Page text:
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Old 08-18-06, 10:21 AM   #10
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Quote:
Originally Posted by normZurawski
But I subscribe to the idea that less is more sometimes. Use your weekly workouts wisely (ie, buy a book)
Already working on it. I have 2 books and have been crafting a workout schedule to be as efficient as possible.

Quote:
Originally Posted by normZurawski
I would also suck it up and wake up at 5:00 on Saturday/Sunday and get on the bike by 5:30. That gives you 3 hours and plenty of day left. I understand that a) this is contingent on an agreeable spouse and b) it's not ideal to ride for so long with no breakfast. Assuming the first I say use the breakfast thing to your advantage and use that time to work on your bike nutrition. IMO there's always a silver lining.

Unfortunately that is the big problem. How I used to get enough time was by getting up at 5am, well pretty much every day and going to the gym/riding before work. But this even should not be permanent. Only until everyone is back on a better schedule.


-D
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Old 08-18-06, 11:28 AM   #11
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Already working on it. I have 2 books and have been crafting a workout schedule to be as efficient as possible.
Good deal. What books did you buy?
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Old 08-18-06, 11:31 AM   #12
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Totally know what you guys mean. If anyone comes up with a training plan, I'd like to see it.
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Old 08-18-06, 12:25 PM   #13
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Quote:
Originally Posted by normZurawski
Good deal. What books did you buy?

I started off with the Cyclists Training Bible. It is a bit more involved than I need now, but it was too late to return it. So I have been using some of the stuff from that book, but not all the racing type stuff.

The other book I got is Heart Zones Cycling. Very good so far. I have been working on workouts mostly based off this book.

Once I get things done I would be happy to share. Of course considering the time I have to ride, it is even harder to sit down and plan these out...


-D
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Old 08-19-06, 07:49 AM   #14
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Endurance can be achieved by cross training. If you can stand the pounding, then consider running. I don't know what the triathletes will tell you but my guess is that running wil help a lot. Try their web site at www.slowtwitch.com
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Old 08-20-06, 07:59 PM   #15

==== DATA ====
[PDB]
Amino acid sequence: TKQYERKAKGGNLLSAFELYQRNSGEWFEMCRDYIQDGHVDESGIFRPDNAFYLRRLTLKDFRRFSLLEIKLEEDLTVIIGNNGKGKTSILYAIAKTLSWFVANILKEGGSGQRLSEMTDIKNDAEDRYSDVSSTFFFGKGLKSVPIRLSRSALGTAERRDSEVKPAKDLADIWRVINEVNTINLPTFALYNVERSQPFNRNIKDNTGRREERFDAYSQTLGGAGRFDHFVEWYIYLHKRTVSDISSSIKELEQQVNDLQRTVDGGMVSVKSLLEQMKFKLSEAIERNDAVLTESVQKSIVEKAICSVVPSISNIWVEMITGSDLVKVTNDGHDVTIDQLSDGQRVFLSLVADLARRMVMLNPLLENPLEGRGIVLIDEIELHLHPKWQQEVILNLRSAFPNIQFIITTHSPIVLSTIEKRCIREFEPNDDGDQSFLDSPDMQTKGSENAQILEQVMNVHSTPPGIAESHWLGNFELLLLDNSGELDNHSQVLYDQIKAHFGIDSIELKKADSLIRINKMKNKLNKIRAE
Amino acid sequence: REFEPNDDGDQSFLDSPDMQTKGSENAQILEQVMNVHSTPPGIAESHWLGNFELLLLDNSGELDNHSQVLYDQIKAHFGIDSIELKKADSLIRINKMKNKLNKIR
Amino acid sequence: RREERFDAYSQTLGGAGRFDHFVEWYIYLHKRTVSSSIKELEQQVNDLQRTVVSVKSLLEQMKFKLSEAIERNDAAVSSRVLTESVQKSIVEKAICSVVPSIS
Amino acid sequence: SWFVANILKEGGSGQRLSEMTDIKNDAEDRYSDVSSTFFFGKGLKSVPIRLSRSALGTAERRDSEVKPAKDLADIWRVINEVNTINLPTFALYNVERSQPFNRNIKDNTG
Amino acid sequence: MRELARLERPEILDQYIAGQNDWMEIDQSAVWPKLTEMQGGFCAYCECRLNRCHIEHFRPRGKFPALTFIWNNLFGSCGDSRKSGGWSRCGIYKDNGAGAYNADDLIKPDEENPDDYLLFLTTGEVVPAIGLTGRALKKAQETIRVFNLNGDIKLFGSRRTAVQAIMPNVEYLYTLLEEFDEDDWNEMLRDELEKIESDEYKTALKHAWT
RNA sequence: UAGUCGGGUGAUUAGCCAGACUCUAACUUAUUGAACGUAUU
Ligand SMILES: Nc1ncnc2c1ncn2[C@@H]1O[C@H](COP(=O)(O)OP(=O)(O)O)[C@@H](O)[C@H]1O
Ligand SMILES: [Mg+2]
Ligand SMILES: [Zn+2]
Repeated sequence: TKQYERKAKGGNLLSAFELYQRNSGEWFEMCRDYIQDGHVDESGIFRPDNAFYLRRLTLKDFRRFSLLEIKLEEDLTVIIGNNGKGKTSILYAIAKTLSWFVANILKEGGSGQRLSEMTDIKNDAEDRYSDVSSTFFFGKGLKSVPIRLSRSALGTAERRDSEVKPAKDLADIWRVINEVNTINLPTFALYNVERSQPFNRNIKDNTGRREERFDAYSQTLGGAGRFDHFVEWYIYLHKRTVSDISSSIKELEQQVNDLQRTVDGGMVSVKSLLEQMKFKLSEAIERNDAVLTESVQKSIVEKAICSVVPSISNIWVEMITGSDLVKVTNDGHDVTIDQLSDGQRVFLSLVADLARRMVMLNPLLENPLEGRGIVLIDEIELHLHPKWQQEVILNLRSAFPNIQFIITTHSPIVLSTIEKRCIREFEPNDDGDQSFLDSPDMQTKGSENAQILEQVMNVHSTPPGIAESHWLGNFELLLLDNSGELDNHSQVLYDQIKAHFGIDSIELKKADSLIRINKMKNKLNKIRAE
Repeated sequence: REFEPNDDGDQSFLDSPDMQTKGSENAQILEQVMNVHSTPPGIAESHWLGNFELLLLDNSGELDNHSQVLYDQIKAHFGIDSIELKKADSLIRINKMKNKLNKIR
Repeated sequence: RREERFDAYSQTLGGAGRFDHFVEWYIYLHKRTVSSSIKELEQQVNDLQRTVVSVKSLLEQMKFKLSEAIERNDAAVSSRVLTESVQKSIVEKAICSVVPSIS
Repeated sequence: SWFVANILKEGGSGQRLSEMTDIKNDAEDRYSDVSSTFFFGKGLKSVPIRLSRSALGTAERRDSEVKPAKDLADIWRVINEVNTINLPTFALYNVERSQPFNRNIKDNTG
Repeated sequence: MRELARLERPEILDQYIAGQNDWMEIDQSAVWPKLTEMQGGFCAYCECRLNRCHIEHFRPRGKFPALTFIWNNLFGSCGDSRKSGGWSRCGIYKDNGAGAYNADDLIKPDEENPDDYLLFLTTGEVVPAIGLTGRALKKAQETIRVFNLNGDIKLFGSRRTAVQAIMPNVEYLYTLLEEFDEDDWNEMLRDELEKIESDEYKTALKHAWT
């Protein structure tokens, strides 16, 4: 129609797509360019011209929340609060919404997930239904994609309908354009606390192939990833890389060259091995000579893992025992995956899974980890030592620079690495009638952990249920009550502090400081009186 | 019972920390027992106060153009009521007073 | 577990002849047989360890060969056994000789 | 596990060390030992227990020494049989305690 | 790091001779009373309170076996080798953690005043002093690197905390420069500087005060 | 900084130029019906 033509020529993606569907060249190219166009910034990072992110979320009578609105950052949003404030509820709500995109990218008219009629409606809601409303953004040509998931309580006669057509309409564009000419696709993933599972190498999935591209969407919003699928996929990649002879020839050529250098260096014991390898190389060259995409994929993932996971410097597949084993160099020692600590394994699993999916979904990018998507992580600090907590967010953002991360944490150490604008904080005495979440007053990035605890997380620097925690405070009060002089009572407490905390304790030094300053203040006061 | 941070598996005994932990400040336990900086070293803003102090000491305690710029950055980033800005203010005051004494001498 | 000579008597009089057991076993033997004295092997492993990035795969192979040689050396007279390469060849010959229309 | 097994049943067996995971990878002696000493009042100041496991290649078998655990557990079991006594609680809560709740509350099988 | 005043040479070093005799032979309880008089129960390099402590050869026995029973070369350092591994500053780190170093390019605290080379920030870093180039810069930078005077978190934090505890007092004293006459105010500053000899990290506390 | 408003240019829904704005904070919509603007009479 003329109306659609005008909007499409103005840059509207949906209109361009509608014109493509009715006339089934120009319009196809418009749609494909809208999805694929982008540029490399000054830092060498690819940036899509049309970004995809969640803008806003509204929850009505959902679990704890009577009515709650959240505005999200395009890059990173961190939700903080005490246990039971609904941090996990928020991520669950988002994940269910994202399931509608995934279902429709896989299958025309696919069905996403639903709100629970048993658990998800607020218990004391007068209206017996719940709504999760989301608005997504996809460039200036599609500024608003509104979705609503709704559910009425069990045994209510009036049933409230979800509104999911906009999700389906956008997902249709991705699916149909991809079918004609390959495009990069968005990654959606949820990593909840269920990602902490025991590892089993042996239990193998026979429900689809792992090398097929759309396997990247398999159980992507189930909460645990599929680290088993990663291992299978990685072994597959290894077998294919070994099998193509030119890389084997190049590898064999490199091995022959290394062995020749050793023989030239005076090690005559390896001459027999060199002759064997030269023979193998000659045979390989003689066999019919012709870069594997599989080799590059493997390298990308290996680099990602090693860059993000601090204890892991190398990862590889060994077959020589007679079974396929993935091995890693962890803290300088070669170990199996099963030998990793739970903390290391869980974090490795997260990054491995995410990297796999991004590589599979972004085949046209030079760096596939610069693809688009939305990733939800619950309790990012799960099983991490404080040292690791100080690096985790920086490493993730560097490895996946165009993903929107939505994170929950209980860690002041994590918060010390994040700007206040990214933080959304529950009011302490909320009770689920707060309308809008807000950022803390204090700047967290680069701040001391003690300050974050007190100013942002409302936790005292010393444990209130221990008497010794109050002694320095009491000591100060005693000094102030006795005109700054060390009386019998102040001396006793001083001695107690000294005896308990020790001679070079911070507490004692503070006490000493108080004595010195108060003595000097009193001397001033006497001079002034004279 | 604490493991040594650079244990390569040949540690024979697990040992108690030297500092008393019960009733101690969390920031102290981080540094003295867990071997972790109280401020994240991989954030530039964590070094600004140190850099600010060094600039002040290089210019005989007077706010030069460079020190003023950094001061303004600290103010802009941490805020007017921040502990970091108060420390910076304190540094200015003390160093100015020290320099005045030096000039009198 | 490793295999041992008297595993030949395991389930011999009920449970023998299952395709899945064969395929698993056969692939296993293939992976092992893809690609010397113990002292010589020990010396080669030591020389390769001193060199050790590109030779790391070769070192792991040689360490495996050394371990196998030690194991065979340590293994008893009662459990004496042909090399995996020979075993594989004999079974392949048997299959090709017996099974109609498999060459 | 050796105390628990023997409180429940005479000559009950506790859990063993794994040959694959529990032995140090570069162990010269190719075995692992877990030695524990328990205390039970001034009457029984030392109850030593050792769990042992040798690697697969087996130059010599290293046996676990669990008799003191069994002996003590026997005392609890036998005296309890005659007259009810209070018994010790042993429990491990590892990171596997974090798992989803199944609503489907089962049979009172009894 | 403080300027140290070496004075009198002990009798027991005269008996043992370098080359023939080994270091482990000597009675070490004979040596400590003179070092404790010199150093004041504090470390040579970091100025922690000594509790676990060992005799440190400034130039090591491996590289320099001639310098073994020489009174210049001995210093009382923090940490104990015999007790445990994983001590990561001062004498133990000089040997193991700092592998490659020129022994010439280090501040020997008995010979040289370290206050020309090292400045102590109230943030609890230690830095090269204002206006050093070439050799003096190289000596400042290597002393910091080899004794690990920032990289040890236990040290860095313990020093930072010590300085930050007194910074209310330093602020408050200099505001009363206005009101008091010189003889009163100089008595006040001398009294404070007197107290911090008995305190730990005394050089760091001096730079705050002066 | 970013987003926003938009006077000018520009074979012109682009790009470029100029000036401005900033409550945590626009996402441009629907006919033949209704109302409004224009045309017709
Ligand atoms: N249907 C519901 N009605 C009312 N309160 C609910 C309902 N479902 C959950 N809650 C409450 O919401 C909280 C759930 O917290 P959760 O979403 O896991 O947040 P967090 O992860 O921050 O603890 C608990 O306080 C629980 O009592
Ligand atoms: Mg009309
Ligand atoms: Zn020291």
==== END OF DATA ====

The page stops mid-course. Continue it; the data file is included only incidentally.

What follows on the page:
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Quote:
Originally Posted by derath
Is it possible?

Basically my situation is this. Without going into a detailed life situation, in a nutshell the ability for me to get away for 3+ hours for nice long rides is near impossible. I can generally swing 1-2 days of 2 hours or so, and several days of an hour max, if I am lucky. If I add indoor rollers after the kids are in bed and such I could have more time, but still maybe 60min indoors.

So are there ways of training which will help overall endurance without being able to do nice long rides on a regular basis.

FWIW I do have a metric or full organized century ride scheduled for each month through october.

I hope this makes sense. Thanks in advance.

-D
It depends on what your goals are and what your previous experience is. You can certainly make gains in overall endurance at that level - the majority of my rides this year were in the 2-3 hour range, with the exception of 3 or 4 50 milers, one century, and my goal event (a double century).

But I have a few years of experience, so I know what my pace should be on various distances, and I know what works for me for nutrition and hydration.

If your goal is to keep your endurance, you can probably do it on that amount of time by spending the majority of your time riding endurance. But you probably aren't going to hold onto your speed at the same time.
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Old 08-24-06, 09:26 PM   #16
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jeeze

grab one of your kids, and then do squat reps with that load in your arms
or on your shoulders. fun for both of you

30x3, x3 once a week will bust out the hardcore monkey madness in your legs
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Old 08-25-06, 03:58 AM   #17
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"Endurance" is made up of several components. Depending upon what the rate-limiting-step is in your particular body, your training plan will vary. One part for beginners is muscle-fatigue. If you end up sore and cramped up on long rides, adding intervals and strength-training will allow you to go farther with less discomfort. Also using lower gearing will help spare the muscles and have them last longer before exhaustion.

The other part of endurance is energy-delivery, which is the consideration for the more developed cyclist. Training your body to utilize more fats and digest & deliver foods quickly really does require the 2-3 hour rides minimum. You need to deplete your glycogen stores close to the edge, but not bonk. Takes at least 2-hours, so it's that 3rd hour of the ride that really gives you the endurance benefits.